For decades, both small and large banks have used federal tax credits to reduce the amount they pay in taxes each year.
These tax credit investments provide a financial return while making an environmental or social impact. The U.S. federal government uses tax credits to encourage private investment into projects that serve the common good. Examples include the Historic Tax Credit, Low-Income Housing Tax Credit, New Markets Tax Credit, and the Renewable Energy Investment Tax Credit and Production Tax Credit programs.
In exchange for making qualifying investments through one of these programs, investors receive tax credits that offset their federal tax liability. Among these credits, the Renewable Energy Investment Tax Credit (ITC) is poised to create the greatest impact and growth over the next decade. The ITC program awards tax credits for investing in new renewable energy generation facilities, most commonly large-scale photovoltaic solar farms. The ITC is an integral part of the fight against climate change — and offers investors a very attractive return profile.
As banks work to increase their environmental, social and governance, or ESG, impact, the ITC is a perfect tool for them to optimize environmental investing. When considering investing in an ITC opportunity, there are four key questions that can help investors get started.
1. What does the return look like?
There are three components that make up the return from an ITC investment: tax credits, tax losses and cash flow. One of the most attractive features of ITC investments is that the credits and losses can be delivered in the first year, making for a very short repayment period. Cash flow is delivered over the investment’s 5-year compliance period.
While each investment is different, an investor can expect 80% to 90% of its return to come from tax credits, and the rest from some combination of cash flow and tax benefits, including flow-through losses.
2. What are the risks?
ITC investments have two sources of risk: loss of tax credits and poor business performance.
Credits can be lost if a project becomes non-compliant or if the investment is poorly structured. In either case, the loss of credits is the most significant downside to an ITC transaction. Fortunately, it’s incredibly rare to accidentally lose credits, and banks can protect themselves against this through proper deal documentation.
Another source of risk is the variability in the cash flows generated by the underlying solar projects. The best way to protect against variance and loss here is to thoroughly underwrite the project before making an investment.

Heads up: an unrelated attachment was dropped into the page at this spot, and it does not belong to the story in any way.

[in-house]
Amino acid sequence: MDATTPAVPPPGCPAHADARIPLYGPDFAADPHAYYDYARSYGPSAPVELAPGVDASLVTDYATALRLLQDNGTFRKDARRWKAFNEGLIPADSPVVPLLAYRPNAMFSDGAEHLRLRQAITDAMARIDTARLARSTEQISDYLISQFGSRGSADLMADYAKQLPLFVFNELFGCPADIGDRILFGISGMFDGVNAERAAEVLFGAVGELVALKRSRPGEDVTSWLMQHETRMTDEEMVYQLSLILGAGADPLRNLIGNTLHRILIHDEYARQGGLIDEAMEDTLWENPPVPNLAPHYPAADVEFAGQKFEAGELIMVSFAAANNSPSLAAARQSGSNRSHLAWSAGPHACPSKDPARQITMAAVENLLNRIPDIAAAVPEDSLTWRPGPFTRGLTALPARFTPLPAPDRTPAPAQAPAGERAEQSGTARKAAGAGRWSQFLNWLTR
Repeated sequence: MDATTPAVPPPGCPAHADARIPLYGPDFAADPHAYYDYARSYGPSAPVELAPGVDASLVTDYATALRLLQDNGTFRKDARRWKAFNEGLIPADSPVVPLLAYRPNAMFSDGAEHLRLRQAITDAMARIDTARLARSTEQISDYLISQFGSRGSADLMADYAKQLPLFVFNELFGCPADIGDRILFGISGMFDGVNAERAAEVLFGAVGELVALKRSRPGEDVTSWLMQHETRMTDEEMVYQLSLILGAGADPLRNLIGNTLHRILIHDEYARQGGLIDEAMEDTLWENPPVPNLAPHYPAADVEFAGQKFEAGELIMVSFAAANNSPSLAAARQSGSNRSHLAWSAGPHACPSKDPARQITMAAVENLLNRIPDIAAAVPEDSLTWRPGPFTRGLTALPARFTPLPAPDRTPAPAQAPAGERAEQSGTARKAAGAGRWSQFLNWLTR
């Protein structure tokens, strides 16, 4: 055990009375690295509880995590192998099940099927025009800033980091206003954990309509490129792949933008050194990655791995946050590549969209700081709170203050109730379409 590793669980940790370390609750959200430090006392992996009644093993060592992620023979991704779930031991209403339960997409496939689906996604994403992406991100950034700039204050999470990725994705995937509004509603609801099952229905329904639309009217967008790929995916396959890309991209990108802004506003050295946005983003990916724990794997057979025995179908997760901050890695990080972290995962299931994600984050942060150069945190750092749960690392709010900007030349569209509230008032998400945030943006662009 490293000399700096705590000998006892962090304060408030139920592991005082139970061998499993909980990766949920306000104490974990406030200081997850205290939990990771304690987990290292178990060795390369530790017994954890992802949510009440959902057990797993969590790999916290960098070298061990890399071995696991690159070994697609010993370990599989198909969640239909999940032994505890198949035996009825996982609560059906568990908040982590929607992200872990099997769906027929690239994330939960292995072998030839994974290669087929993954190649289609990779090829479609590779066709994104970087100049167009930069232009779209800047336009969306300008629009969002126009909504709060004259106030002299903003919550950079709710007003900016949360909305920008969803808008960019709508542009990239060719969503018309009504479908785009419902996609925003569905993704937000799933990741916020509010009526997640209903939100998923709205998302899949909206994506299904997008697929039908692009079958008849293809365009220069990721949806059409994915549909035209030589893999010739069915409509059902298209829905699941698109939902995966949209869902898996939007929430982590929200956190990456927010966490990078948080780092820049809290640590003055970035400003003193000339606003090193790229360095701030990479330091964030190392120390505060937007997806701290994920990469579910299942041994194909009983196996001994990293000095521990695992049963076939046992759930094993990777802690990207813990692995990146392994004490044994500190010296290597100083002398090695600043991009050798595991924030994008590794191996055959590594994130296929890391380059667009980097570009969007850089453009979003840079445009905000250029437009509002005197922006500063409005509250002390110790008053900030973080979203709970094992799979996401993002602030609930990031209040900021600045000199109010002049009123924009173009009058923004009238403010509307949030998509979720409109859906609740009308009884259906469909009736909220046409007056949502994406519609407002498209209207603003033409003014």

3. What are your goals?
ITC investors have a broad range of motivations. Is your bank looking to improve its ESG impact? What does the repayment period need to be? Does the bank prioritize return on investment, internal rate of return or timing certainty? Fortunately, the world of solar projects is diverse enough to accommodate a variety of different goals.
4. What is the role of a syndicator?
Syndicators are responsible for originating, structuring and managing tax credit investments on behalf of investors that either don’t have the time or knowledge to implement their own tax credit investment platforms.
A syndicator can help banks meet their investment requirements and reduce the risk of loss through proper deal structuring, project underwriting and asset management. Each syndicator provides slightly different services and receives compensation in different ways. When deciding whether to partner with a syndicator, make sure the syndicator is aligned with your institution’s interests and can help you achieve your goals.
Whether a bank is looking to generate a return on its tax dollars or find a low-risk way to have a meaningful environmental impact, ITC investments can be a great choice. Banks can simplify the complexity of the solar industry and tax credit program regulations by working with a syndicator. This makes ITC investments a rare opportunity that combines attractive risk-adjusted returns with ease of execution and impact.
The information contained herein is general in nature and is not intended, and should not be construed, as legal, accounting, investment, or tax advice or opinion provided by Twain Financial Partners, LLC to the reader.